3. Serve immediately, sprinkled with Parmesan and lemon juice.

Note: Ingredients for today’s recipe can be found at the St. James campus Good Food Market (200 King Street East, main lobby every Thursday 11:45 am – 3:00 pm)! Lemon ($0.40 each or 3 for $1.00), Garlic ($0.50), Zucchini ($0.50)

(Recipe adapted from

Fruit of the Week: Lemon pt. 2


– One of the major health benefits of lemons is their high Vitamin C content

– One lemon can contain between 36% and 50% of daily Vitamin C requirements, depending on the size of the fruit

– Lemon juice is among the juices containing the highest amount of antioxidants

– Lemons contain up to 8% citric acid, which helps digestion and can assist in dissolving kidney stones and gallstones







Avgolemono (Greek Lemon and Egg Soup)

– 4 cups chicken broth (if prefer can also use vegetable broth)
– 1/3 cup uncooked white rice
– 2 eggs
– Juice of 1 lemon, or to taste
– 1/2 cup cold water
– 1 cup warm broth (from the cooking soup)

1. Bring broth and rice to a boil in a large saucepan. Reduce heat to a simmer and cook until the rice is very tender, about 15 minutes.
2. Separate 2 eggs (whites in one bowl and yolks in another). Whisk the egg whites till creamy and fluffy. Add the egg yolks to the egg whites and mix them until creamy.
3. Slowly add the lemon juice to the eggs .
4. Mix half of a cup cold water and half of a cup warm broth/soup together in a medium/large bowl (making one cup of lukewarm water/broth so the eggs do not curdle)
5. Slowly add the lemon/egg mixture to the water/soup mixture. Stir slowly till blended. Then add another half cup of broth. Stir slowly till blended.
6. Slowly pour the mixture into the rice soup and stir till blended.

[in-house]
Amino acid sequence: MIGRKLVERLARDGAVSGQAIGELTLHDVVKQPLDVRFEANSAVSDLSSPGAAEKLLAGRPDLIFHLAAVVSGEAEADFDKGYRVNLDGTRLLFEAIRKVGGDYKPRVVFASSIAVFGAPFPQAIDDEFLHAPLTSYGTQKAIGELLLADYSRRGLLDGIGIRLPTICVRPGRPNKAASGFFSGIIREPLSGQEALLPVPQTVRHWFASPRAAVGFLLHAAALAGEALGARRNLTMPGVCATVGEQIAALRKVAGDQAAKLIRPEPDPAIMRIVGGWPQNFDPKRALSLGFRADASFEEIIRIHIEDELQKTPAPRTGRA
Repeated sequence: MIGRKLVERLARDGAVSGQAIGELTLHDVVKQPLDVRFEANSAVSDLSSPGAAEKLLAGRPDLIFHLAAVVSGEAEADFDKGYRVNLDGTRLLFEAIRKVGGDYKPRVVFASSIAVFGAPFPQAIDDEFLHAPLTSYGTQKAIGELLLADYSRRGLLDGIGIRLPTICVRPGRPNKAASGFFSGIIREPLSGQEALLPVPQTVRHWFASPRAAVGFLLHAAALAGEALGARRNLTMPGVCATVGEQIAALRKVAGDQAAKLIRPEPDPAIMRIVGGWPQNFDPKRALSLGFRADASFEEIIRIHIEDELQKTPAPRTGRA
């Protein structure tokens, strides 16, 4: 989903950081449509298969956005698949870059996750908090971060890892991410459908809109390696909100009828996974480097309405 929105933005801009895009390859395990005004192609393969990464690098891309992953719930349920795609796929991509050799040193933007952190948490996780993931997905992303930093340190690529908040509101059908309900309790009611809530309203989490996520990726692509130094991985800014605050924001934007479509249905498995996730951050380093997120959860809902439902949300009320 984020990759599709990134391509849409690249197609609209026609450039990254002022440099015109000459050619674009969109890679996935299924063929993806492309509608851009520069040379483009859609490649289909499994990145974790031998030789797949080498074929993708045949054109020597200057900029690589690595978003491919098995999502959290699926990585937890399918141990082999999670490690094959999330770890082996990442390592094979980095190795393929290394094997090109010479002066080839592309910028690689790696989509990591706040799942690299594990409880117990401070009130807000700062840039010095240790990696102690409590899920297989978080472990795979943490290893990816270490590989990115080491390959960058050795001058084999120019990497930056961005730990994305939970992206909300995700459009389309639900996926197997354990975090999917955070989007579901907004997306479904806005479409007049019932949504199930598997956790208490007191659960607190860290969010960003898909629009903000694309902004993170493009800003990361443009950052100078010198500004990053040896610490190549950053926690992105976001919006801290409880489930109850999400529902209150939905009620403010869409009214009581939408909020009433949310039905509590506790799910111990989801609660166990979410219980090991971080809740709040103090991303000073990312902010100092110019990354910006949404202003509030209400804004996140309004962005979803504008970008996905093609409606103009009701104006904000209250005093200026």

*If you like you can add a little dill, parsley, pepper to taste or green onions for extra flavour

Note: Ingredients for today’s recipe can be found at the St. James campus Good Food Market (200 King Street East, main lobby every Thursday 11:45am – 3:00pm)! Lemon ($0.40 each or 3 for $1.00), Green onion ($0.50 per bunch)

(Recipe adapted from

Fruit of the Week: Lemon

– A lemon is a small citrus fruit about 5-8 centimetres in diametre
– Lemon trees are classified as evergreens and originate from southern China/northern India
– Lemon trees typically grow to stand between 10 and 12 feet tall and grow best in tropical environments
– One study on the lemon’s genetic origins demonstrated that it was likely originally a hybrid between the citron (larger citrus fruit) and the bitter orange
– Most citrus fruits, the lemon included, originate as natural hybrids from one or more of four original citrus fruits: citron, mandarin, papeda and pummelo
– Because of its low pH balance, lemon juice is also antibacterial
– China and India are the world’s top lemon producers









Buttery Lemon Parsley Noodles
Makes 6-8 servings

– 1 pound Pasta (according to preference, for example fettuccine, Linguine, Angel Hair)
– 4 Tablespoons Butter
– 1/4 cup Finely Minced Parsley
– 1 whole Lemon
– Salt and Pepper, to taste

1. Cook the noodles according to package instructions. (If using angel hair, stop just short of the al dente stage.) Drain and set aside.
2. Melt butter in a large skillet over medium-high heat. Throw in the cooked pasta and cook it around in the butter for a couple of minutes so that a few of the noodles get a little bit of a pan-fried texture to them.
3. Zest the lemon. Squeeze in the juice, then add the zest of half the lemon.
4. Add salt and pepper to taste, then toss around and serve.

Note: Ingredients for today’s recipe can be found at the St. James campus Good Food Market (200 King Street East, main lobby every Thursday from 11:45 am to 3:00pm)! Lemon ($0.40 each or 3 for $1.00)

(Recipe taken from

Vegetable of the Week: Spinach pt. 2